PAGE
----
My Headphone Plan for 2018

Time to make a plan I forget to look at!

My headphone plan for 2018 is to just give up this whole reviewing thing and listen to my M50X’s all year.

Nah, I’m just kidding.

Miraculously, I actually checked out about 85 percent of the models on last year’s headphone plan. This, in spite of repeatedly forgetting that document even existed.

Sennheiser HD 471/ HD 200 Pro

I wouldn’t even be interested in the HD 471 if not for Tyll over at Innerfidelity.

I walked past its little brother, the HD 461, at my local terrible Fry’s Electronics a few times in the past.

I picked it up, it felt like a box full of air, and I promptly put it back on the shelf.

But Tyll’s opinions mean a lot to me, and I generally agree with his view on what “neutral” is…even though he judges treble a little harsher than I do.

So when he said the 471’s were good, I finally ordered some. I’ll be reviewing them later this week.

Furthermore, Sennheiser must believe in these headphones…because they added a variant of them to their “Pro” monitoring line. That lineup includes the very famous 280 Pro and 380 Pro. It’s been a while since a whole new entry showed up in that lineup.

The 200 Pro is very clearly based on the 471…but is it the same headphone? I have no idea! If I like the 471, I’m considering picking up a 200 Pro to put through the “Studio” paces. At $70, it’s a no-brainer if these live up to their reputation.

Beyerdynamic DT990 Pro

Last year, I tried to review the DT990 Premium…but the model I got had a destroyed ear pad. Royalty free picture of pancakes.

So I returned them, and intended to buy the Pro model instead for its different packaging…only I never did.

This year, that will change!


I have a hard time convincing myself to buy open headphones, because I don’t totally love them. I admit that they often have a good sense of air and soundstage…but I pretty much always need isolation in my headphones, and I buy these to be things I will hopefully use and enjoy.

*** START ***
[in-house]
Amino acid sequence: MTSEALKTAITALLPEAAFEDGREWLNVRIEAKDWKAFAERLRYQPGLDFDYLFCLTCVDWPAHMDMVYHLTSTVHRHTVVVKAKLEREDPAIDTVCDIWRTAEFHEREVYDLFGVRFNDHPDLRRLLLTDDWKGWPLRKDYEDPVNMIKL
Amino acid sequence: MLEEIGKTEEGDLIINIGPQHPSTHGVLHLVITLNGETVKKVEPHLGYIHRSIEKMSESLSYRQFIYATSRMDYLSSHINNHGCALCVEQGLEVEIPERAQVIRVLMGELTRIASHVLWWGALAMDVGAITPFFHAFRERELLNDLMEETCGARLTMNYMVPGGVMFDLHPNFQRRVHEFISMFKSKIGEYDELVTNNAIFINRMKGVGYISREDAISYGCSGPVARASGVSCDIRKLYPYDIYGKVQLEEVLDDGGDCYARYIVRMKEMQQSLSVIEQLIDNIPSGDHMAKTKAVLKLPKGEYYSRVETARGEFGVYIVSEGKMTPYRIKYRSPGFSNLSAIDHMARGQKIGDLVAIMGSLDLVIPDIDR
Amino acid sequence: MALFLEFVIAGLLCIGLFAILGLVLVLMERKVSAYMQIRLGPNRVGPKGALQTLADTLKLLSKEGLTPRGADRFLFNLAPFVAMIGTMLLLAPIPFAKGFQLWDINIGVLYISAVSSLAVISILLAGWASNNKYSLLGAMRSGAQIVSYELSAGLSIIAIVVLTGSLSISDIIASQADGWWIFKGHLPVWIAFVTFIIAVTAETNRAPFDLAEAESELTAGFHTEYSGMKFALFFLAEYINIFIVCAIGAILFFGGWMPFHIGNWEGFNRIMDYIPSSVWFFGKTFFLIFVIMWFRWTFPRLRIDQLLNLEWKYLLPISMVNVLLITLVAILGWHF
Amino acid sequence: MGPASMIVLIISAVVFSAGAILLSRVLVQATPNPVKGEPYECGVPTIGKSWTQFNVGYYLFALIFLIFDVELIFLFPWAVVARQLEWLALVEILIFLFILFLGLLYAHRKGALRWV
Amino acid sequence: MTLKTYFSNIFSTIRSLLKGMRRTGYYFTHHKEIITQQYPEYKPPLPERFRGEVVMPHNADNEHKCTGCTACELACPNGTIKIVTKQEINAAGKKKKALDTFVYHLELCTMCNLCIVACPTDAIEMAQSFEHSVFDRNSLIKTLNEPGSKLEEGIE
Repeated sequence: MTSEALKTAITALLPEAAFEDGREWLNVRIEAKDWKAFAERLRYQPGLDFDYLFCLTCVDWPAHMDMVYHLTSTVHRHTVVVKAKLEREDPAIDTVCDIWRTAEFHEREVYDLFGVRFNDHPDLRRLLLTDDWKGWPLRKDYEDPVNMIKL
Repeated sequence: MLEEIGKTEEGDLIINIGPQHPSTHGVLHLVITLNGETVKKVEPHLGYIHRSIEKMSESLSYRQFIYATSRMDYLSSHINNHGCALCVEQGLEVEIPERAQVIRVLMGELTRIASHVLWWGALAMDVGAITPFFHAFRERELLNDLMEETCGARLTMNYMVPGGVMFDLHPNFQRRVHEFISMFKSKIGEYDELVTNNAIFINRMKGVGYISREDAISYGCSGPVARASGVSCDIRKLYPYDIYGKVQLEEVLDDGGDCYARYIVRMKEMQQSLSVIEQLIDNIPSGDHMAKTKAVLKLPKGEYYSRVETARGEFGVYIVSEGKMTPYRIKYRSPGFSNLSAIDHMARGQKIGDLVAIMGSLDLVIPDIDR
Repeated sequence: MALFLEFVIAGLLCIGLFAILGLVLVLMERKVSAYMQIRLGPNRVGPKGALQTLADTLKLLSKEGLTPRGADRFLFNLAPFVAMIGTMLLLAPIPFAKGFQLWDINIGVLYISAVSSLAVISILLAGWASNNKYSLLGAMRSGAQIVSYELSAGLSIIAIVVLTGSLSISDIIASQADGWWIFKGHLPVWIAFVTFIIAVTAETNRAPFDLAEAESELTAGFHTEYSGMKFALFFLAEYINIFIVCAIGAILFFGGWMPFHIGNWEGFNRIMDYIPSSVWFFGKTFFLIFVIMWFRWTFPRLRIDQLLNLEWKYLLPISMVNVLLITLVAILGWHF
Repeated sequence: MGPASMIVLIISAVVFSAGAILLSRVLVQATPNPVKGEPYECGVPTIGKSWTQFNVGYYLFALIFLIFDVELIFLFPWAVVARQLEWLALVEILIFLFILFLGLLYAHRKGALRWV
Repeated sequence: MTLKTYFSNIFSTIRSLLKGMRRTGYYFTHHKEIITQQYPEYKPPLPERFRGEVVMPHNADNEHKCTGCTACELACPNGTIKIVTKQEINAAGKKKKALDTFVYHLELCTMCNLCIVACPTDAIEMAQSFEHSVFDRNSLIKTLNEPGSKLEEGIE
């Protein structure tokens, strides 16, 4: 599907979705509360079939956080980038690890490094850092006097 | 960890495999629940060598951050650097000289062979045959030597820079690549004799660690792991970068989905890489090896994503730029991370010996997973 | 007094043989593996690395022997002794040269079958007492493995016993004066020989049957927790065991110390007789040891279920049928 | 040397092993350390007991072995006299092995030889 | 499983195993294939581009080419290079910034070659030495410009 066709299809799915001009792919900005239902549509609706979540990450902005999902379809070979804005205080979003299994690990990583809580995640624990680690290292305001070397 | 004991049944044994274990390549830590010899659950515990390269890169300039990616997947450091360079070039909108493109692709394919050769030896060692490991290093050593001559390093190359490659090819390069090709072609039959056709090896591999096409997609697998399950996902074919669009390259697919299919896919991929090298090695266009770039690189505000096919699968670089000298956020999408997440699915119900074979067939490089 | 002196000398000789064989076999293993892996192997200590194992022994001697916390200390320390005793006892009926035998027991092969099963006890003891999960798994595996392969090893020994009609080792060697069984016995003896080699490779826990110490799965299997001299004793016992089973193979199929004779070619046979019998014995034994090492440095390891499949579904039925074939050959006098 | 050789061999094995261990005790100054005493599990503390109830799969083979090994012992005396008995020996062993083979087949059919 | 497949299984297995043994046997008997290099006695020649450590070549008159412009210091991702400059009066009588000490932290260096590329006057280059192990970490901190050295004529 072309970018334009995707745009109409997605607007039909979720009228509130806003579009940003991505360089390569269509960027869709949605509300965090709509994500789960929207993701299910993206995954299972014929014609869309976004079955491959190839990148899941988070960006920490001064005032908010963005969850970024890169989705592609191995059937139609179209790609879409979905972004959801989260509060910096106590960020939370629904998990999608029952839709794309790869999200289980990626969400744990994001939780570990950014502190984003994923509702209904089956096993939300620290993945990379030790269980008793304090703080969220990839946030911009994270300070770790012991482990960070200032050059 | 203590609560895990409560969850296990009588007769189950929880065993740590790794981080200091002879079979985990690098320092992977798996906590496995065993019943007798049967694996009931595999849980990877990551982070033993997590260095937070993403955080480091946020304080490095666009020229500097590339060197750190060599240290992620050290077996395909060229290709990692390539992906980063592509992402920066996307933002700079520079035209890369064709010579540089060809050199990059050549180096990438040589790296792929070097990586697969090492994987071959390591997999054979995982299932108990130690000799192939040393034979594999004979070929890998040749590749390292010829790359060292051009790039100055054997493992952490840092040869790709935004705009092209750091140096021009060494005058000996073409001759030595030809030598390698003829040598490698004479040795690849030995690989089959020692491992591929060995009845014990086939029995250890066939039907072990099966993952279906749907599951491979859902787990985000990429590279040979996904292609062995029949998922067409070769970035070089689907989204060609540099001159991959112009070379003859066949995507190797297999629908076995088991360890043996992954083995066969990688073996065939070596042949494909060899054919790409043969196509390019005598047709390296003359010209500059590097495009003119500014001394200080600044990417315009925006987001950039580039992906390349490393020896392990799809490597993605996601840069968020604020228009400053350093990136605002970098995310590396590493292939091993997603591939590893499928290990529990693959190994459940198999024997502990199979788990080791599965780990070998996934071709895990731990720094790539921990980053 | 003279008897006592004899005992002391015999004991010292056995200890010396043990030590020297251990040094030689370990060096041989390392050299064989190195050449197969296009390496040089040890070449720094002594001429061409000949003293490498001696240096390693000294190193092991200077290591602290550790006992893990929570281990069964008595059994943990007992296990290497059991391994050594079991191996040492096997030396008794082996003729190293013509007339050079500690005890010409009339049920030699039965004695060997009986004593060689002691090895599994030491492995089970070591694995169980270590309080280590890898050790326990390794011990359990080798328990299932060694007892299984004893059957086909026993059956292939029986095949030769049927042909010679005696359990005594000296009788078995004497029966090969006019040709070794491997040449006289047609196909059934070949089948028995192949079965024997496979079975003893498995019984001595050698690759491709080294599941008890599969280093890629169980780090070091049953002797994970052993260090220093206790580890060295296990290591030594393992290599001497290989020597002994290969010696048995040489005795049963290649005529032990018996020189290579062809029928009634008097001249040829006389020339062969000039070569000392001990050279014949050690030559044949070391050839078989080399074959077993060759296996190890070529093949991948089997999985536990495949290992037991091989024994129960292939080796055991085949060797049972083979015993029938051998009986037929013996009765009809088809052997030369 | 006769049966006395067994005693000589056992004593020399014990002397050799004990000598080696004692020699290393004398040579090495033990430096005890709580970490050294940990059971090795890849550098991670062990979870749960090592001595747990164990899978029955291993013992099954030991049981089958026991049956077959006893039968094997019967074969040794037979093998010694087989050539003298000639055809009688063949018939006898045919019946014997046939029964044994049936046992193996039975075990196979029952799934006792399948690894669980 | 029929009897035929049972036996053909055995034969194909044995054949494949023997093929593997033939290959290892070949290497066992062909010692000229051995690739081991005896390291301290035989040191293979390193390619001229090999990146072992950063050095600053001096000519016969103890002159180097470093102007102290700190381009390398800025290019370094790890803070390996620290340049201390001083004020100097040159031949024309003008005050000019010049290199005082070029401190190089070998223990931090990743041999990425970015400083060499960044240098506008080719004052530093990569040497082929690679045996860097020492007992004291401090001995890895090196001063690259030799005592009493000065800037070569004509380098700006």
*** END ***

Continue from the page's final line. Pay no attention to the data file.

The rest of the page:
I think that some closed headphones have really nice soundstages.

Also, a lot of the listening perception involved in soundstage is subjective and based on numerous factors, so open headphones aren’t always a magical cure-all for soundstage woes. See the much-lauded Sennheiser HD 600 and 650. People almost always mention that they feel closed-in…yet they’re some of the most open headphones ever made.

I got way off track.

I love the DT770 a little more than is healthy, and the DT990 is basically an open version of that. So I’m curious to properly evaluate one some day soon.

Pioneer DJ HRM-6

I’ll tell anyone who will listen that the Pioneer DJ HRM-5 is a fantastic alternative to the other big studio monitoring headphones, thanks to its flat sound signature and extremely comfy stock padding.

But I’ve never checked out its bigger brother, the HRM-6.

It adds pads with a flat front for a better seal, and several metal parts to the build. It also has drivers that are supposedly made out of a higher quality material and tuned for a wider frequency response…but honestly, if they messed too much with the HRM-5 signature, I’d be bummed out.

I will take this opportunity to say that I’m impressed at how the HRM-5 and 6 have managed to hold their value. I’ve never seen them go on sale.

I’ll also mention that I wish that Audio-Technica just used the M50X pads as the stock M40X pads. The M50 pads are comfy enough that most people buying the M40’s would never be tempted to change the pads, but no, the M40X just had to use slightly inferior pads and create a whole weird pad dilemma.